Law Reform Commission proposes new safeguarding body with power to go into homes to protect at-risk adults

Abuse and coercive control/exploitation of at-risk adults should be criminalised, says commission report

A major report on adult safeguarding has recommended new laws and a radical regulatory framework to protect at-risk adults, including a social work-led body being given powers to enter a person’s home and remove them to a safe location.

The Law Reform Commission recommends the creation of four criminal offences of intentional or reckless abuse, neglect or ill-treatment of a relevant person; exposure of a relevant person to a risk of serious harm or sexual abuse; coercive control; and coercive exploitation of a relevant person.

Coercive exploitation would criminalise behaviours such as “cuckooing” where an at-risk adult is befriended and their home is taken over by a person to conduct illegal activities or engage in anti-social behaviour, it says in a report, entitled A Regulatory Framework for Adult Safeguarding, published on Wednesday.

The commission recommends statutory protection for all persons who, in good faith, report concerns about at-risk adults being harmed and the introduction of a duty on people working in certain occupations and professions to report harm.


It proposes imposing obligations on regulated financial service providers to prevent and address financial abuse of at-risk customers. Providers who suspect abuse should have statutory power to temporarily suspend a financial transaction and those who act in good faith to prevent financial abuse of at-risk customers should be immune from liability, the report recommends. Adult safeguarding training should be a legal requirement for staff at financial service providers, credit unions and post offices, it says.

The commission’s report follows an extensive consultation process, research and analysis of existing domestic law and policy

The proposed safeguarding framework would impose duties on service providers including nursing homes, residential and day services for adults with disabilities, accommodation providers for homeless people and those in the international protection process, and substance misuse centres.

Other proposals include amending the Domestic Violence Act to allow barring and safety orders to be made against people caring for an at-risk adult on a contractual basis, or co-habiting with an at-risk adult on a non-contractual basis. Outside the domestic abuse context, it recommends courts should be able to make no-contact orders to protect at-risk adults from specific individuals in appropriate cases.

The safeguarding body should have a statutory function to promote the health, safety and welfare of at-risk adults, the commission says. It also recommends expansion of the remit of existing regulators, such as the Health Information and Quality Authority (Hiqa) and Mental Health Commission.

The current limited ability of statutory bodies to intervene where an at-risk adult is at risk of abuse or neglect was highlighted, it noted, in several incidents over the past 20 years, including failures of care at the Áras Attracta unit for intellectually disabled adults in Swinford, Co Mayo, and the ‘Grace’ case which concerned allegations regarding the treatment over years of an intellectually disabled woman and others in a foster home in the southeast.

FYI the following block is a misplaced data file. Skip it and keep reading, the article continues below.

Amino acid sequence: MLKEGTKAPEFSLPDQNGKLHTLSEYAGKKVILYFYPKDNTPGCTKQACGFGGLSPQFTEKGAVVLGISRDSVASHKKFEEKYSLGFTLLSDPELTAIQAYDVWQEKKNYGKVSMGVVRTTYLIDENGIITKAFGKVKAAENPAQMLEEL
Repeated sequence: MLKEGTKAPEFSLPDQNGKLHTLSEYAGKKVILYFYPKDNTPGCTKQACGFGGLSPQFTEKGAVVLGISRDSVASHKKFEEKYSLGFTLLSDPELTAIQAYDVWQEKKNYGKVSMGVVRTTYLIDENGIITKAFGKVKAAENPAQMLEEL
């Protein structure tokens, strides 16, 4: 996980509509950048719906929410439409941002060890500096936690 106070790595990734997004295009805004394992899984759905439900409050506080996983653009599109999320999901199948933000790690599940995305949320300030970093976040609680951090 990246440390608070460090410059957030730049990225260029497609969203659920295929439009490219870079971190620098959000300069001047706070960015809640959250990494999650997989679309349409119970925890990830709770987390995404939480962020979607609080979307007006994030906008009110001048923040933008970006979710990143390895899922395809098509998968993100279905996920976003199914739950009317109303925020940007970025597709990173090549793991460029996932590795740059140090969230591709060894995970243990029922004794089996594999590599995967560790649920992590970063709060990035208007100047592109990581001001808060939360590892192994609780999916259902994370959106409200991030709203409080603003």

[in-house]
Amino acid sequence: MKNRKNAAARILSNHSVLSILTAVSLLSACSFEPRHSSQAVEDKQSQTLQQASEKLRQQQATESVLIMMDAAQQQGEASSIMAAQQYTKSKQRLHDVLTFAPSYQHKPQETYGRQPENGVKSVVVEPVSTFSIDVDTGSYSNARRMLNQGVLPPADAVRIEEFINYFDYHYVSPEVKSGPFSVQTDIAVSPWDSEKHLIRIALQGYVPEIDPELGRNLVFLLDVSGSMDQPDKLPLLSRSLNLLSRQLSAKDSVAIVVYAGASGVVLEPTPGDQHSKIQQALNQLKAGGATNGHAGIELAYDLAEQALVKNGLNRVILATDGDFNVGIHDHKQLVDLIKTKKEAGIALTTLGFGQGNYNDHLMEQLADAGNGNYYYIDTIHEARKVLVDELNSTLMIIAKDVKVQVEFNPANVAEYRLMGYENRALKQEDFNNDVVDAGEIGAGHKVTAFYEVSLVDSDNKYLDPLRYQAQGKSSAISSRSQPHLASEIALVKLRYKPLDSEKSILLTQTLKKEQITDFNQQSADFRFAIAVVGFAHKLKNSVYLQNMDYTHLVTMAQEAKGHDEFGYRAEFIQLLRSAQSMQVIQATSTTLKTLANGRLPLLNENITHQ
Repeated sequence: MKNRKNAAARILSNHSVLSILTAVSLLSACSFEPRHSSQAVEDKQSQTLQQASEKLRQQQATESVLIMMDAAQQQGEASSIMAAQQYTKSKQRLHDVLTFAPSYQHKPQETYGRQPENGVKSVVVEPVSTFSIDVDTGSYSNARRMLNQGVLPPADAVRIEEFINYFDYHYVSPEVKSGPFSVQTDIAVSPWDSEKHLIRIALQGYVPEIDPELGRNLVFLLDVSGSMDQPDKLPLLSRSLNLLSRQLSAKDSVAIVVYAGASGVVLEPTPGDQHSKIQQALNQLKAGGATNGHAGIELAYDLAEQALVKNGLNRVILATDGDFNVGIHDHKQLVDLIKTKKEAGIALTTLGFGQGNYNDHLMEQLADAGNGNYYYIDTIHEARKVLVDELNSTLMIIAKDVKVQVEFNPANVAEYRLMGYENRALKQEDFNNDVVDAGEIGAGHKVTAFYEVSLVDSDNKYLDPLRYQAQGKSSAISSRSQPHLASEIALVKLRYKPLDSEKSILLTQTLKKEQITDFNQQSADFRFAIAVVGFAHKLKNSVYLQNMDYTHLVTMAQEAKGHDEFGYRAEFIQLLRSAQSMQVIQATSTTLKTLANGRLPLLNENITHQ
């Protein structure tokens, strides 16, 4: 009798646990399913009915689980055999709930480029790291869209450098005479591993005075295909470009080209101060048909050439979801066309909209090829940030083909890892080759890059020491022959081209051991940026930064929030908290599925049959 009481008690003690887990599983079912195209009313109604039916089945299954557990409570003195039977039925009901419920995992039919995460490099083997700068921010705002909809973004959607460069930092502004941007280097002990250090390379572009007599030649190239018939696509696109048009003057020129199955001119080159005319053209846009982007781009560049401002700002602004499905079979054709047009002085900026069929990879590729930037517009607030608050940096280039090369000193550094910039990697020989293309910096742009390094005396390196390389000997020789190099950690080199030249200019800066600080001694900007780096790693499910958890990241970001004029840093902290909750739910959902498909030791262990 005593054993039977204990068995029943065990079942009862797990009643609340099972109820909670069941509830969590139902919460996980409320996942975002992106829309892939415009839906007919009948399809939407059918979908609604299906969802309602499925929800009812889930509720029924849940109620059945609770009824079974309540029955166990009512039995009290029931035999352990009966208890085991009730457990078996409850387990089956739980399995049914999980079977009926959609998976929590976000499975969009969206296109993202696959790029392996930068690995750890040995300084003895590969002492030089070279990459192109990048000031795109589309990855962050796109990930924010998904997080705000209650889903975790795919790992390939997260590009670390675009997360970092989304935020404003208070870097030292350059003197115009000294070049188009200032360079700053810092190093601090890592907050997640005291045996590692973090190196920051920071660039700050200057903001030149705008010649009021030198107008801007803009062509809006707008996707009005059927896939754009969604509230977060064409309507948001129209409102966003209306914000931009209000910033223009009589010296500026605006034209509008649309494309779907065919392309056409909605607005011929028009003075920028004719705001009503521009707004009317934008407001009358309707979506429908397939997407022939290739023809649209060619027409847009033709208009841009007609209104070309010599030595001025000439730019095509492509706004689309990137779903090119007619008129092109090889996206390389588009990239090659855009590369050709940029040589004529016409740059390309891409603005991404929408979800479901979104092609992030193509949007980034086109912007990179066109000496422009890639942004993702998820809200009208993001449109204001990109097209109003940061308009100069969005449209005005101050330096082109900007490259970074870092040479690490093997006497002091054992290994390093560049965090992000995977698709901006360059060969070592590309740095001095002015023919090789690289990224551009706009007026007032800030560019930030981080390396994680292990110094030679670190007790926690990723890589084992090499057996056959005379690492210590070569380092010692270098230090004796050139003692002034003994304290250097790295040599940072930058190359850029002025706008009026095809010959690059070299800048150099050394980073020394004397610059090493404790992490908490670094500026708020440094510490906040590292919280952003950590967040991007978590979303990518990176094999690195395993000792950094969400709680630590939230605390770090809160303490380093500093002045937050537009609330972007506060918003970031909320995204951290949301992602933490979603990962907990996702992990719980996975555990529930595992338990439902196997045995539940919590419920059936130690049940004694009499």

The commission’s report follows an extensive consultation process, research and analysis of existing domestic law and policy, and a review of adult safeguarding legislative frameworks in other jurisdictions.

It recommends the safeguarding body should not have regulatory functions, but should provide social work-led multidisciplinary safeguarding responses to prevent harm; empower at-risk adults and, where necessary, protect them from harm. It should have statutory powers to receive reports of harm of at-risk adults and to respond appropriately to safeguard those, it says.

When necessary to assess health, safety or welfare of at-risk adults, it should have statutory power to enter relevant facilities, it says. In particularly serious cases, it should have power to obtain a court warrant to enter a premises, including a person’s home, and to get an order to remove an at-risk adult and take them to a specified safe place. These powers should be a “last resort” and subject to “strict thresholds and safeguards”.

Statutory adult safeguarding reviews should, the commission says, be carried out where serious abuse or neglect of an at-risk adult is known or suspected, or where abuse or neglect is known or suspected to be a factor in the death of an at-risk adult.

Such reviews should focus on preventing further incidents rather than apportioning blame and will remove the need for other review mechanisms, such as commissions of investigation, and ensure consistency in approach, it adds.

Mary Carolan

Mary Carolan

Mary Carolan is the Legal Affairs Correspondent of the Irish Times